Spartan 'O' explodes for 42 points in big Homecoming win on Saturday
State News football reporters Dillon Davis and Stephen Brooks along with freshman running back Delton Williams discuss MSU’s 42-28 victory over Indiana.
When Indiana running back Tevin Coleman sprinted 64 yards to the house 61 seconds into the game, flashbacks of last year’s first-quarter scare in Bloomington, Ind., washed across the crowd of 73,815 fans, students and alumni on Homecoming weekend.
Memories of the Hoosiers and their fast-paced offense racing out to a 17-point lead through one quarter came back into focus.
It took just four plays Saturday for Indiana (3-3 overall, 1-1 Big Ten) to get on the scoreboard and momentarily confirm the questions about how MSU’s defense would fare against the high-powered Hoosier offense.
Coleman’s burst turned out to be an alignment error by the Spartans, who made the necessary adjustments to cruise to a 42-28 win.
MSU (5-1, 2-0) allowed season-highs in points and total yards, but its own offense made significant progress for the second straight week as the program improved its homecoming record to 64-31-3 in Spartan Stadium’s 500th game.
“We’ve tried to stay positive with our guys and kept saying, ‘When it does turn, it’s going to turn in a big way,’” head coach Mark Dantonio said.
“I think today was an indication of that.”
MSU’s six-touchdown day took a little longer to get going than the Hoosiers, but once it did, the points seemed to pour in. It was a relieving sight from a team that has put together some ugly outings on the offensive side of the ball.
The Spartans gashed Indiana on the ground for 238 of their 473 total yards in their best rushing performance of the season outside of blowing out FCS opponent Youngstown State.
“To be able to play against Indiana, you’ve got to be able to keep that ball,” Dantonio said. “You’ve got to make first downs, you’ve got to take some clock because your defense has to rest some because they’re going to be going every single play very fast at great speed.”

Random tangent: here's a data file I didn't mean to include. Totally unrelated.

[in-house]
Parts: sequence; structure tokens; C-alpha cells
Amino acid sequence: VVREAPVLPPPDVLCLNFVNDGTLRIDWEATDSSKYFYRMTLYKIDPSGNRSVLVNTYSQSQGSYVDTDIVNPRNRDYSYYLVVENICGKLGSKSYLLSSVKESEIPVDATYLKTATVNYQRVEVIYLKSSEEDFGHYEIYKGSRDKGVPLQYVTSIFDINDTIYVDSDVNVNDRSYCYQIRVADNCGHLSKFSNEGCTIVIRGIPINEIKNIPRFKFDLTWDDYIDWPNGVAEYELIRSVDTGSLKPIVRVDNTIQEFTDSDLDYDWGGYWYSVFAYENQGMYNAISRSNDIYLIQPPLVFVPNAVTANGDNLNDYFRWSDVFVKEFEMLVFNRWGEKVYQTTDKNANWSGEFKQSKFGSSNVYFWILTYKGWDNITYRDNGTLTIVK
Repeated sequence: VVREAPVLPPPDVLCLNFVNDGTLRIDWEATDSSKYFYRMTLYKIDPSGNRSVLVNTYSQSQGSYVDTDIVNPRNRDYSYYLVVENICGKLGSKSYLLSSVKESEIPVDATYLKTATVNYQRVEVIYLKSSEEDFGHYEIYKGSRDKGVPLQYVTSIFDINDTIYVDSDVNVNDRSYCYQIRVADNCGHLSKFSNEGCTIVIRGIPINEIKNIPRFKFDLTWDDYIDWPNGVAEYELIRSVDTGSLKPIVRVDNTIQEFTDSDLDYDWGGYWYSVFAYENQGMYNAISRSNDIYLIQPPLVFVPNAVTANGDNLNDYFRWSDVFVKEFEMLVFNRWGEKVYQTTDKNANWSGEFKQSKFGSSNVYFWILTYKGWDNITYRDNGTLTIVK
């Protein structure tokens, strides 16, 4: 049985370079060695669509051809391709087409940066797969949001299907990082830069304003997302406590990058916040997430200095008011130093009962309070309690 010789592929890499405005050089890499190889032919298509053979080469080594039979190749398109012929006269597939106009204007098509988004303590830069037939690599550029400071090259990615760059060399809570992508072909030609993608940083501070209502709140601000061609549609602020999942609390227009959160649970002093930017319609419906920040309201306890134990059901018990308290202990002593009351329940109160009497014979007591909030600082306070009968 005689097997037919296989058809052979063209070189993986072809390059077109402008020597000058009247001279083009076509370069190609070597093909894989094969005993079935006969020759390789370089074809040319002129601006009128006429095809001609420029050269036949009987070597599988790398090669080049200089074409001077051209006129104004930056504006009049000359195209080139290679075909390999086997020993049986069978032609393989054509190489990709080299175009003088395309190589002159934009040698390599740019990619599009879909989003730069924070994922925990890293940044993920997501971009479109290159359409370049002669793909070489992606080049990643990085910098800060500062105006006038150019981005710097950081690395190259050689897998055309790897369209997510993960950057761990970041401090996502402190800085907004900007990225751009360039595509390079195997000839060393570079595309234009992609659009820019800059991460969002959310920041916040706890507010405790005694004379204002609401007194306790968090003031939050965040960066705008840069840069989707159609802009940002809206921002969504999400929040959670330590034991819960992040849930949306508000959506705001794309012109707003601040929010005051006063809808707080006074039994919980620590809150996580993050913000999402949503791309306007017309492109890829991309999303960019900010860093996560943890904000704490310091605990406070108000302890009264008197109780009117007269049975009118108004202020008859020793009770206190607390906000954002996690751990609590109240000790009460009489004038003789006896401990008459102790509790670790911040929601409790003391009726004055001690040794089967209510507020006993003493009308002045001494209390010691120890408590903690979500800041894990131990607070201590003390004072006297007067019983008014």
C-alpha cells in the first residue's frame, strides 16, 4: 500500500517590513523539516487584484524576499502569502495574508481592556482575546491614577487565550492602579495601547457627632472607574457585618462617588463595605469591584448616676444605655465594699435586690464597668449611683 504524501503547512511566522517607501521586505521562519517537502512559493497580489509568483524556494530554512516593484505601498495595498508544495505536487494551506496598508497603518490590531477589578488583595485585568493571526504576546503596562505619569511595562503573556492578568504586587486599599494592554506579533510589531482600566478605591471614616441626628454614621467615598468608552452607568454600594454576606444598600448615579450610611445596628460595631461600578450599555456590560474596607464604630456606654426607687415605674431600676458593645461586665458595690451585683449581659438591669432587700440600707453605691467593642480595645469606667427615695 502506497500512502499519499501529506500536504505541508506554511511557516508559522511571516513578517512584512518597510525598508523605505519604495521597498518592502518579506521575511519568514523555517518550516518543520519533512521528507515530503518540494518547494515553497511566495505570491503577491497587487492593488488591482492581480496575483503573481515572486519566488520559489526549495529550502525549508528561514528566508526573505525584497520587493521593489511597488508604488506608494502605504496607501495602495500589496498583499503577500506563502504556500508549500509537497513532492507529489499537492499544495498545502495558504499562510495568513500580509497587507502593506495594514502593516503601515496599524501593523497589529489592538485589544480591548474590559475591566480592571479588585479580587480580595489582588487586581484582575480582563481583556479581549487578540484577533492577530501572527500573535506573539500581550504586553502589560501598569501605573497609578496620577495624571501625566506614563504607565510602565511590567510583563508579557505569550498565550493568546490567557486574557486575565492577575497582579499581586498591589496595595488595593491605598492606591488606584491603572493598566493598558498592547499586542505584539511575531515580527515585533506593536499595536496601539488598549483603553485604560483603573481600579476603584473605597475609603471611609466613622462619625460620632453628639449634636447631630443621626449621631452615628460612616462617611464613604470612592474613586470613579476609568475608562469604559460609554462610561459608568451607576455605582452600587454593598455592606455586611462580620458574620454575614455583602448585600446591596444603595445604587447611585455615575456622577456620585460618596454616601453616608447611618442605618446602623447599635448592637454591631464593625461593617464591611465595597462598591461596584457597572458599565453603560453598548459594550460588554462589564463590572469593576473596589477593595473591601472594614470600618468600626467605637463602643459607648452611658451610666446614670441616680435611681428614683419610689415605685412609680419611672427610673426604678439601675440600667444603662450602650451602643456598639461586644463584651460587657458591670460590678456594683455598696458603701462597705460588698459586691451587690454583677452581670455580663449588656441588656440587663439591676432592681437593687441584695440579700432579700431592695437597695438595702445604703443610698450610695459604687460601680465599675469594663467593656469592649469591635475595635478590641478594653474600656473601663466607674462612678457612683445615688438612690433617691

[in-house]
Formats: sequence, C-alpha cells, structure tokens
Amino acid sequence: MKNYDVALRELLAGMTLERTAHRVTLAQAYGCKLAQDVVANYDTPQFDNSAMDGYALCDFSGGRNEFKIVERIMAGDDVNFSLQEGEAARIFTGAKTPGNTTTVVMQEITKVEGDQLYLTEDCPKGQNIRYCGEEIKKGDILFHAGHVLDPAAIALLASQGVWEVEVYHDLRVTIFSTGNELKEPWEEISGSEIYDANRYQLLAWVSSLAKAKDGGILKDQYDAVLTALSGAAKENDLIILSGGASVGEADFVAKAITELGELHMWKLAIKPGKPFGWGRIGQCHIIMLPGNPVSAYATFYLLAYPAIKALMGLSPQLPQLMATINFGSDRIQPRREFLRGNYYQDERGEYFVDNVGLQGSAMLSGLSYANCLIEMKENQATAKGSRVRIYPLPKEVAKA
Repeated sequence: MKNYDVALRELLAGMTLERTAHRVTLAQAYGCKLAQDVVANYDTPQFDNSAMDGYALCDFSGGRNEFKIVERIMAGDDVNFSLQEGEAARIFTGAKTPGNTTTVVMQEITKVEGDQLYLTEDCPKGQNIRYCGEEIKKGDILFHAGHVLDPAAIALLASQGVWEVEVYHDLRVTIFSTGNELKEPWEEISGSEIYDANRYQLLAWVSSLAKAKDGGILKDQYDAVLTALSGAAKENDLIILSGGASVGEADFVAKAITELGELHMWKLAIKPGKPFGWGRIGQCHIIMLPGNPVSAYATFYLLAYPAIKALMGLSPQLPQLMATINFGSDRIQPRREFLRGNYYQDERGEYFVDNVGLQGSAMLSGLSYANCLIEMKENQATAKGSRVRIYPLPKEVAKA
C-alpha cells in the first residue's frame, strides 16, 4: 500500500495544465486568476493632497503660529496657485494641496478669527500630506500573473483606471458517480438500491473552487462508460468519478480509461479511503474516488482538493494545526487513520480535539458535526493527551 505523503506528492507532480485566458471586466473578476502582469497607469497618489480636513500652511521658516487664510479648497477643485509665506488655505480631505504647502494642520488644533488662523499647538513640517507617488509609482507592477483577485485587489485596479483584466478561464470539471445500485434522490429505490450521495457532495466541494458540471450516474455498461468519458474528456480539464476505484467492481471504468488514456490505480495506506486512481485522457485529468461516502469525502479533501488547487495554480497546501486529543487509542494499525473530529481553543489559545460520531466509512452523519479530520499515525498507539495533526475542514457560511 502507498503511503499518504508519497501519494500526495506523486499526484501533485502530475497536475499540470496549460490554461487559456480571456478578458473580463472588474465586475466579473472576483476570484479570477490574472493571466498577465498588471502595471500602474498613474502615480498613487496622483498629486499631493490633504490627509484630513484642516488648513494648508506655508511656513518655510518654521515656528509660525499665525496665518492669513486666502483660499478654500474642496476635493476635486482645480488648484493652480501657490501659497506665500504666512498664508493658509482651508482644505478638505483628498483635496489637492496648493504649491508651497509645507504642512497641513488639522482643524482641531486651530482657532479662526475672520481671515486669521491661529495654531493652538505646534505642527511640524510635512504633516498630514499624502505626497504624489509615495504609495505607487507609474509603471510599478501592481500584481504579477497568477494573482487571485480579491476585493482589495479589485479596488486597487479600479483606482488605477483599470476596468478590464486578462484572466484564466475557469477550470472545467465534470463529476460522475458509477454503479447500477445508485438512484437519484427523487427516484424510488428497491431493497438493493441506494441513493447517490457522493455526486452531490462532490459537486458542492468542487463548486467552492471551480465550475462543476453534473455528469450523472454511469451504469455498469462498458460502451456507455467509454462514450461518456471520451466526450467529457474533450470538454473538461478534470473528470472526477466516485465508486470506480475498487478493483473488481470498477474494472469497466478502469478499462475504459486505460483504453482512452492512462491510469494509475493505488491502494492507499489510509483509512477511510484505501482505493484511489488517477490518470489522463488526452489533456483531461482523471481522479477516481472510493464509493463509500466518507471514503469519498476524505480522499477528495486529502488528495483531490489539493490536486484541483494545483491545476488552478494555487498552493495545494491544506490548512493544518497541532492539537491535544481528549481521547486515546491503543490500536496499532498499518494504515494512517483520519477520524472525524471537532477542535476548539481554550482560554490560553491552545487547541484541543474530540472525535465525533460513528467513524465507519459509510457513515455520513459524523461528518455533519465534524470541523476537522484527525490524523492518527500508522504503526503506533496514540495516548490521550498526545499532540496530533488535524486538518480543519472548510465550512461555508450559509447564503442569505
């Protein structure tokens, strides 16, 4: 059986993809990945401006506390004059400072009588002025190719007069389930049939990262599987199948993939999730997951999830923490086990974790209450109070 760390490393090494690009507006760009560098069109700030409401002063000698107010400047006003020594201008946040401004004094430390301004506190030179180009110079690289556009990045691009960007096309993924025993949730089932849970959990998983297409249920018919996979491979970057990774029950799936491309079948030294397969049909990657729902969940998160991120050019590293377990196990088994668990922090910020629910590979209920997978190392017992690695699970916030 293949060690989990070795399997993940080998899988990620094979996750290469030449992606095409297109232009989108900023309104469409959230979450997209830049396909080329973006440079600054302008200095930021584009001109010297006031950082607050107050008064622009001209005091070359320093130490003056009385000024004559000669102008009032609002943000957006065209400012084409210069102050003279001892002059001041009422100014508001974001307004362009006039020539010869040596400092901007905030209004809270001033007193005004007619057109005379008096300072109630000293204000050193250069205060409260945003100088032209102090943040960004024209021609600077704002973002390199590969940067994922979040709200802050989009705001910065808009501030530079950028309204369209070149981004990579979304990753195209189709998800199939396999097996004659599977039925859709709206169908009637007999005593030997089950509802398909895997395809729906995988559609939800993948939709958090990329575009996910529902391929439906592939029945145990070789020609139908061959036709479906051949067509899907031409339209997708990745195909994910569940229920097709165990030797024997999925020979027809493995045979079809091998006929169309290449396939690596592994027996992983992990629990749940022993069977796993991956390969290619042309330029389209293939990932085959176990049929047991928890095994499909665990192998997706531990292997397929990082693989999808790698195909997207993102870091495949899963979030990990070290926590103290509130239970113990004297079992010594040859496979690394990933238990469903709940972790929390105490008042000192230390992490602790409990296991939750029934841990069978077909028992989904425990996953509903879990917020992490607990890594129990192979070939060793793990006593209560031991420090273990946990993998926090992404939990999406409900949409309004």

Running back Jeremy Langford kicked off his breakout game with an 11-yard touchdown reception early in the second quarter for his team. The junior carried it 23 times for 109 yards and scored four total touchdowns, all career highs.
“Seeing him succeed out there just with the whole balanced passing, it’s just a great, reassuring feeling — especially as a quarterback — knowing we can run the ball like we did,” sophomore quarterback Connor Cook said of Langford.
Cook completed 22 of his 31 passes for 235 yards while distributing the ball to 11 different players.
MSU took its first lead, 14-7, on a 34-yard catch-and-run from senior wide receiver Bennie Fowler with 7:13 left in the first half.
Sophomore wide receiver Macgarrett Kings Jr. fumbled away a punt on Indiana’s next possession, allowing the Hoosiers to tie it up. MSU regained the advantage when Langford capped a 14-play, 75-yard drive with a 5-yard touchdown run just before halftime.
The Spartans held a 28-21 lead when Langford finally broke the big one he and his coaches had been waiting for when he blazed 32 yards down the sideline for a touchdown.
A pair of true freshmen drove MSU 73 yards to pay dirt for its biggest lead of the day early in the fourth quarter. Playing in his second game, running back Delton Williams took back-to-back carries for 37 and 2 yards before wide receiver R.J. Shelton scored on a 34-yard reverse, which put MSU ahead 42-21.
Williams finished with 92 yards on 12 carries as the power alternative to Langford’s quickness.
“We know we’re good at running the ball, it’s just that we (were) going to have to really enforce it this week and show everyone else that we’re good at running the ball,” Williams said.
Signs of growth
MSU ran two offensive teams at its defense in practices last week in an attempt to mimic the Hoosier’s up-tempo pace. Their speed left the Spartans shell shocked in 2012, but aside from Coleman’s run on the first drive, MSU’s top-ranked defense kept Indiana in check.
The Hoosiers were held 16 points and 184 yards less than their season averages.
“It is a tough thing to simulate,” senior linebacker Max Bullough said. “Their offense is fast, they have good players, they do what they do and they do it quickly. So that is kind of the hard part.”
The Hoosiers and their high-flying attack were a test unlike anything else MSU will see in the regular season. Indiana head coach Kevin Wilson said the stout Spartan defense actually caused his team to operate at a faster pace than he wanted at times.
“Those guys have a lot of pride in their defense, the way they attack and play,” Wilson said.
Not only did MSU’s offense light up the scoreboard, but it did so in a clean and efficient manner. It converted all three red zone chances into touchdowns — an area where the Spartans have struggled this season — and only turned the ball over once when Cook threw an interception in garbage time.
The Hoosier defense might not have offered much resistance, but it allowed MSU to look like a complete team and build confidence.
On Saturday, MSU honored the 1987 Rose Bowl team as part of the weekend’s festivities. On the field, the 2013 version looked capable of being the first Spartan team to return to Pasadena, Calif.
“We’re 5-1 and we can set the tone for the next phase,” Dantonio said. “We’re halfway through the season. Now we start playing for things.”